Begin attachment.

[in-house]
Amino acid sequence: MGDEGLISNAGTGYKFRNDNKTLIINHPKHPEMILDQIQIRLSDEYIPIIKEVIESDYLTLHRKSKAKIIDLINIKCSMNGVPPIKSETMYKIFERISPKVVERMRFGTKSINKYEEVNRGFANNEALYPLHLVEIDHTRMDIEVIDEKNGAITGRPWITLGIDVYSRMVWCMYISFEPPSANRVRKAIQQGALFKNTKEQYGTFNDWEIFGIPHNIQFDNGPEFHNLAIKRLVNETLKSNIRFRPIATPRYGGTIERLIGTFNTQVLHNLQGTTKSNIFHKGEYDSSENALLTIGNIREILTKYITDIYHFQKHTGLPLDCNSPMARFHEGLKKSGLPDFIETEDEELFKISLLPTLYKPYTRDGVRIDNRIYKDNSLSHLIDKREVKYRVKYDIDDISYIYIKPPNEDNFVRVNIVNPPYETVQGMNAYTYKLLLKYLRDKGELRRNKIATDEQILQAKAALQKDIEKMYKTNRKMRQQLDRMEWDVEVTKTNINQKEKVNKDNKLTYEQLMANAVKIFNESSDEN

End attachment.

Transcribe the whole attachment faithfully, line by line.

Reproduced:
[in-house]
Amino acid sequence: MGDEGLISNAGTGYKFRNDNKTLIINHPKHPEMILDQIQIRLSDEYIPIIKEVIESDYLTLHRKSKAKIIDLINIKCSMNGVPPIKSETMYKIFERISPKVVERMRFGTKSINKYEEVNRGFANNEALYPLHLVEIDHTRMDIEVIDEKNGAITGRPWITLGIDVYSRMVWCMYISFEPPSANRVRKAIQQGALFKNTKEQYGTFNDWEIFGIPHNIQFDNGPEFHNLAIKRLVNETLKSNIRFRPIATPRYGGTIERLIGTFNTQVLHNLQGTTKSNIFHKGEYDSSENALLTIGNIREILTKYITDIYHFQKHTGLPLDCNSPMARFHEGLKKSGLPDFIETEDEELFKISLLPTLYKPYTRDGVRIDNRIYKDNSLSHLIDKREVKYRVKYDIDDISYIYIKPPNEDNFVRVNIVNPPYETVQGMNAYTYKLLLKYLRDKGELRRNKIATDEQILQAKAALQKDIEKMYKTNRKMRQQLDRMEWDVEVTKTNINQKEKVNKDNKLTYEQLMANAVKIFNESSDEN